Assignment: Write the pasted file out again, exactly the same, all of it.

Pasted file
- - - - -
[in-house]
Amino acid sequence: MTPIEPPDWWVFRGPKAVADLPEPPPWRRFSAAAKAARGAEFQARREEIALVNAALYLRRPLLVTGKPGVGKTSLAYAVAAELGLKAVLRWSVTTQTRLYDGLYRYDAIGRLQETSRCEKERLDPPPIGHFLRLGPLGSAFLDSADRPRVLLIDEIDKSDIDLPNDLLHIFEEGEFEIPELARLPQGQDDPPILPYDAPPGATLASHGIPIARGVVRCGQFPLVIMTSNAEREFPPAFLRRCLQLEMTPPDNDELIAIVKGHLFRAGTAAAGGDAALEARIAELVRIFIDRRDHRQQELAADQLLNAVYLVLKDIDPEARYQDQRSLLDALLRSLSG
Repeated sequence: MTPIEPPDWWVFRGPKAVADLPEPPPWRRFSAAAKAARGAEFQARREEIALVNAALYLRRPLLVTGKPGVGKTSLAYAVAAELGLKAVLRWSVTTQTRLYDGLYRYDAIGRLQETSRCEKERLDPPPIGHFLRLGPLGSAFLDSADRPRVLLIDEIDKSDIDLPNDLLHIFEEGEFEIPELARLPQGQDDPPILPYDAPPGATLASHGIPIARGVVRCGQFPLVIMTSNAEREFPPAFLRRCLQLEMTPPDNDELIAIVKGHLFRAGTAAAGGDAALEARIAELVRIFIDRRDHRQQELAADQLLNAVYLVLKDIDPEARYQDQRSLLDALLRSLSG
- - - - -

[in-house]
Amino acid sequence: MTPIEPPDWWVFRGPKAVADLPEPPPWRRFSAAAKAARGAEFQARREEIALVNAALYLRRPLLVTGKPGVGKTSLAYAVAAELGLKAVLRWSVTTQTRLYDGLYRYDAIGRLQETSRCEKERLDPPPIGHFLRLGPLGSAFLDSADRPRVLLIDEIDKSDIDLPNDLLHIFEEGEFEIPELARLPQGQDDPPILPYDAPPGATLASHGIPIARGVVRCGQFPLVIMTSNAEREFPPAFLRRCLQLEMTPPDNDELIAIVKGHLFRAGTAAAGGDAALEARIAELVRIFIDRRDHRQQELAADQLLNAVYLVLKDIDPEARYQDQRSLLDALLRSLSG
Repeated sequence: MTPIEPPDWWVFRGPKAVADLPEPPPWRRFSAAAKAARGAEFQARREEIALVNAALYLRRPLLVTGKPGVGKTSLAYAVAAELGLKAVLRWSVTTQTRLYDGLYRYDAIGRLQETSRCEKERLDPPPIGHFLRLGPLGSAFLDSADRPRVLLIDEIDKSDIDLPNDLLHIFEEGEFEIPELARLPQGQDDPPILPYDAPPGATLASHGIPIARGVVRCGQFPLVIMTSNAEREFPPAFLRRCLQLEMTPPDNDELIAIVKGHLFRAGTAAAGGDAALEARIAELVRIFIDRRDHRQQELAADQLLNAVYLVLKDIDPEARYQDQRSLLDALLRSLSG